The directive for Drug Enforcement Administration officials to not use the term “Mexican cartel” came directly from the Biden administration to ease relations with the Mexican government, two recently retired DEA officials told the Daily Caller News Foundation.
The DCNF exclusively obtained an email in August that instructed DEA officials to “now avoid saying ‘Mexican cartel’” when speaking with the media. The email was sent as drugs continued to surge across the U.S.-Mexico border.
One recently-retired DEA official told the DCNF that when the new administration came in, the Department of Justice (DOJ) required DEA to submit news interview requests for approval. The retired official, who spoke on condition of anonymity, said that the DOJ declined many of the national news requests on top of the language guidance, but eventually eased up and allowed some to do local interviews where he used the term “Mexican drug cartel” and called each by its name.
The Drug Enforcement Administration (DEA) issued a Public Safety Alert Monday warning of the surge in illegal fake painkillers combined with illicit fentanyl or methamphetamine.
The Public Safety Alert, the first warning in six years, highlighted the surge in fentanyl and methamphetamine-laced pills mass produced by criminal drug groups, which are killing Americans at a historic rate, according to a DEA press release.
“The United States is facing an unprecedented crisis of overdose deaths fueled by illegally manufactured fentanyl and methamphetamine,” Anne Milgram, administrator of the DEA, said in the press release.
Video sharing platform TikTok promotes sexual content to underage users through its suggestion algorithm, according to an investigation by The Wall Street Journal.
Investigators for The Wall Street Journal set up 31 fake TikTok accounts registered to users between the ages of 13 and 15 and studied their “For You” feeds, which consist of videos recommended to users by TikTok’s suggestion algorithm.
The drugs flowing over the border are leading to an uptick in fentanyl deaths, and experts are split about how to solve it.
The U.S. Drug Enforcement Agency has called fentanyl the “primary driver” of the record 92,183 drug overdose deaths in 2020. Many drug dealers use fentanyl to make money and smuggle it through the southern border mixed with other drugs like heroin, methamphetamine, and cocaine to make them more potent — and more deadly — according to the U.S. Drug Enforcement Agency.
The U.S. Food and Drug Administration is asking for an internal review of its own approval process that gave a greenlight to a drug to treat Alzhiemer’s, a move that could shed more light on the controversial chain of decision-making that led to the drug’s being okayed for use.
The FDA last month approved drug company BioGen’s product Aduhelm, the first medicine greenlit in the U.S. to slow the cognitive decline of those living with Alzhiemer’s.
Yet that decision was shrouded in controversy: The approval went against the advice of an outside panel of FDA experts and even led to the resignation of several of those experts in protest.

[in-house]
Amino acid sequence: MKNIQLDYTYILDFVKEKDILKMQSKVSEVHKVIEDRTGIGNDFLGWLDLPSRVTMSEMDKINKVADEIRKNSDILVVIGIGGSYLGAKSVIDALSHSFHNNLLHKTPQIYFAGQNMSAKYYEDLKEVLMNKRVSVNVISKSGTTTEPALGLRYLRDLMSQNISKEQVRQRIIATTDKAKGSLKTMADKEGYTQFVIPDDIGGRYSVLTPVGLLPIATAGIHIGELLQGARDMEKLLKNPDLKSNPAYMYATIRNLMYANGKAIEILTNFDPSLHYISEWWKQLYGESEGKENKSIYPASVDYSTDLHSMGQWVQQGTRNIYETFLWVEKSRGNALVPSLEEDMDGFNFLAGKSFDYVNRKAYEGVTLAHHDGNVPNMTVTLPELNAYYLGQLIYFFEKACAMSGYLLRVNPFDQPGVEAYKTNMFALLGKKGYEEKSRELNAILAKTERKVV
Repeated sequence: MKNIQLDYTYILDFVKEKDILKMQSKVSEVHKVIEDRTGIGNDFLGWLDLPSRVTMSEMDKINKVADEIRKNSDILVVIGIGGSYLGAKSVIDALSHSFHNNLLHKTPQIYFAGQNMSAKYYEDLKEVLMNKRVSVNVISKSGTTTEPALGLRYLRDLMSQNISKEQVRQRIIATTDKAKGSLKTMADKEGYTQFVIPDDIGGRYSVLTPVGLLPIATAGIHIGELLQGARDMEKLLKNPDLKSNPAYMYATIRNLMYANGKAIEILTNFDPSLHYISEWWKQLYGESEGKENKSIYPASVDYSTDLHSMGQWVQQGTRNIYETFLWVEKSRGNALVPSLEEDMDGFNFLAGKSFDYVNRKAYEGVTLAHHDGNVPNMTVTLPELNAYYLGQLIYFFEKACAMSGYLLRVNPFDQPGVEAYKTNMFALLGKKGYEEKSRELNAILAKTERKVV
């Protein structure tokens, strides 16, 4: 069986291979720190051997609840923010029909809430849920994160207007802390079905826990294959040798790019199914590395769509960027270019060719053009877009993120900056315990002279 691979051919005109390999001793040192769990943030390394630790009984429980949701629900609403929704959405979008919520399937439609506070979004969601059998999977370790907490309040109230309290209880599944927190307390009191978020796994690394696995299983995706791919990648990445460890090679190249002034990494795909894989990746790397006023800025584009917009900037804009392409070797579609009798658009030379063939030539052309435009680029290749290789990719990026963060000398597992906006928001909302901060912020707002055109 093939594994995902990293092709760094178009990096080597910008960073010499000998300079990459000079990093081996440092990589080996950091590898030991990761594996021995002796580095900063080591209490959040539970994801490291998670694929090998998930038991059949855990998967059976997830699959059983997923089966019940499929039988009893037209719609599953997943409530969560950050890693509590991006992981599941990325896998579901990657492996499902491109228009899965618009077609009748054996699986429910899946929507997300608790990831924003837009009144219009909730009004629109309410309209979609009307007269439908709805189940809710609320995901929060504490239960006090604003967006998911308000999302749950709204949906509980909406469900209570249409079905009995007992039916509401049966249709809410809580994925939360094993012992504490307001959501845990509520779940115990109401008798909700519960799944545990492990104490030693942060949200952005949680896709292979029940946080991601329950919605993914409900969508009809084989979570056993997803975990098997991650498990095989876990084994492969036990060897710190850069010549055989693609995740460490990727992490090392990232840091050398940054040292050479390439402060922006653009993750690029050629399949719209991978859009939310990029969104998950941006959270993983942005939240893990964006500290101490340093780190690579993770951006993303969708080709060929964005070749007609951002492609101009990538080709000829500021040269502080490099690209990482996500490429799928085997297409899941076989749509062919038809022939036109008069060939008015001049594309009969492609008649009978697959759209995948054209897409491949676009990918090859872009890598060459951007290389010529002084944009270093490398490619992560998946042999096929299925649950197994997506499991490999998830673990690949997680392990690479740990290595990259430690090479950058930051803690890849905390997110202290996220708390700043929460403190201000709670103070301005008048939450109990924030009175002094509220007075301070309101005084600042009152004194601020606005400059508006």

Federal authorities have seized significantly more fentanyl along the U.S.-Mexican border in Arizona and California since October than they did in the entire 2020 fiscal year.
Since October, authorities have seized 7.000 pounds of the drug, compared to just 4,500 pounds in the entire last fiscal year, according to data from Customs and Boarder Protection. The reasoning, according to authorities, is simply supply and demand.
Around $14.3 million worth of narcotics and several weapons have been seized since the start of February at an Arizona port where officials also arrested a man wanted for murder, Customs and Border Protection announced Tuesday.
Officials seized 440 pounds of methamphetamine, 385,000 tablets of fentanyl, 84 pounds of heroin and almost 13 pounds of cocaine in around 25 instances since Feb. 1, according to Customs and Border Protection (CBP). A 28-year-old man wanted for murder in Las Vegas was arrested while in possession of an AR-15 assault rifle, a handgun and over 300 rounds of ammunition.
Pharmaceutical companies are planning to deduct restitution payments from opioid lawsuit settlements from their tax filings and will get back around $1 billion each, The Washington Post reported Friday.
Johnson & Johnson, McKesson, AmerisourceBergen and Cardinal Health paid around $26 billion for their role in the opioid crisis and plan to receive tax benefits from the settlement, The Post reported. The settlement requires the companies to each pay between $5 and $8 billion to communities for the cost of the health crisis.
Customs and Border Protection seized nearly half a million pounds of illegal narcotics at the border in 2020 using new screening technology, agency officials announced Thursday.
Over half of the narcotics found last year, or around 470,000 pounds, were discovered through so-called non-intrusive inspection technology, according to Customs and Border Protection (CBP). The agency seized a total of 808,522 pounds of illegal narcotics in 2020.